Stephen Marriott and I share many things, including our first name, college alma mater, and fight against debilitating eye disease, but I believe it was something other than our similarities that stood out when reading the news recently of his passing from complications of mitochondrial disease.
Though I have never met him, or, quite honestly, even heard of him previously, I believe the impetus to read multiple accounts of his life online was a feeling of admiration and respect for the way he, like so many others, chose to live large despite blindness, becoming, I believe, a Mighty Man Despite Mitochondrial Disease.
As grandson of J.W. Marriott, founder of Marriott International, valued at over $12 billion and with over 3700 hotel properties worldwide, Stephen was taught the values from his parents that so many of us have come to appreciate in the Marriott brand – excellence, innovation, integrity, and service. It might have been assumed by many that he would become heir to the successful Marriott family business. He likely could have ridden the coattails of the Marriott name his whole life, enjoying the notoriety and prestige that accompany success but instead, at the age of 16, Stephen became a cook at a Roy Rogers restaurant, choosing to go by his middle name, Garff, instead of his last name, to shield himself from the notoriety and family connections of the Marriott name.
I can only imagine the heartache his father and then-CEO of Marriott, Bill Marriott, must have felt when Stephen began losing his vision and hearing just a few years later. In an interview with Washingtonian Magazine, Stephen once discussed this heartache, saying, “My dad likes to fix things fast. I think he got a little frustrated because he wanted to fix my eyes and my ears, and he didn’t know how to do it. None of us know how to do it yet.” By his early 20s, Stephen could barely make out his professor’s notes on the chalkboard, and by his mid-30s, he was diagnosed with mitochondrial disease.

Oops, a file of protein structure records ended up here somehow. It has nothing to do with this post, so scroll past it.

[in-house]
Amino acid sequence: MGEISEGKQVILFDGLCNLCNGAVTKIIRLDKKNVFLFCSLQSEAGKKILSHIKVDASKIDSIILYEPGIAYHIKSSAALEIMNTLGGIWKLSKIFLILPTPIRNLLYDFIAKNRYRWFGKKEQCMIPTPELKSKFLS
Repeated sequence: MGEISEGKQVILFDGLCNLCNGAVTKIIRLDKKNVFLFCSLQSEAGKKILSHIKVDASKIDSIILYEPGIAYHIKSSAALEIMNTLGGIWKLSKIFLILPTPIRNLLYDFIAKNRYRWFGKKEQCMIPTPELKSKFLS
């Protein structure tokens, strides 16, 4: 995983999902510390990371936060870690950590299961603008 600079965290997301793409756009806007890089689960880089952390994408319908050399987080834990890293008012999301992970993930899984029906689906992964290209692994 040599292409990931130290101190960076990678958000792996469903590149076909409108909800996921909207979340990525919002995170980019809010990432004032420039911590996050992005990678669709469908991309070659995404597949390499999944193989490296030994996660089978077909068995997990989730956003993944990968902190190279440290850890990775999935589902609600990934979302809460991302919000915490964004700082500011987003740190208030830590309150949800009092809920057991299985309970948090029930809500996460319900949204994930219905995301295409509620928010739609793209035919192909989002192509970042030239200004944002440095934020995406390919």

While it is not publicly known with which type of mitochondrial disease Stephen suffered, a brief description of mitochondrial disease may provide educational value to some readers. You may remember from middle-school biology class that mitochondria are the “Mighty Mouse” or the “Powerhouse of the Cell,” providing the body with energy for its many functions. Secondarily to functioning as the “powerhouse of the cell,” mitochondria act as both generators and scavengers of oxidative damage throughout the body. If the oxidative damage becomes too great, mitochondria are also able to release cytochrome c, a protein which induces a series of reactions designed to degrade the cell in a process known as apoptosis. As you might imagine, the impaired function of mitochondria leads to an imbalance of oxidative stress throughout the body, resulting in the dysfunction and disease of various body tissues and organ. Mitochondrial disease has been implicated in various systemic diseases, including diabetes mellitus, dementia, deafness, and hypertension. As a high energy demand organ, the eye is particularly susceptible to mitochondrial damage, and mitochondrial disease may cause, at least in part, several eye diseases, including ptosis, atrophy of the optic nerve and glaucoma, pigmentary retinopathy, and macular degeneration.
Stephen Marriott, like so many who similarly suffer from mitochondrial disease, blindness, and other disabilities, was determined to not allow his condition to limit his happiness, productivity, and success. Soon after finally being diagnosed with mitochondrial disease, he began taking an experimental drug, which was believed to of great benefit, prolonging his life for many years. He made the most of these additional years, and ultimately graduated from college, earned an MBA, married, and had three children, all while rising from his initial position as cook at Roy Rogers to becoming the Executive Vice-President for Culture at Marriott International. He also served in multiple leadership capacities, including as member of the National Capital Area Council of the Boy Scouts of America, and as board member of the American Federation of the Blind and the National Institute of Deafness and Communication Disorders.
While Stephen Marriott will not again be seen training employees the values and culture of Marriott International, he has left us with many lessons of his own of hard work, dedication, and determination to live life to the fullest despite visual and hearing impairment. Indeed, Stephen Marriott was a Mighty Man Despite Mitochondrial Disease.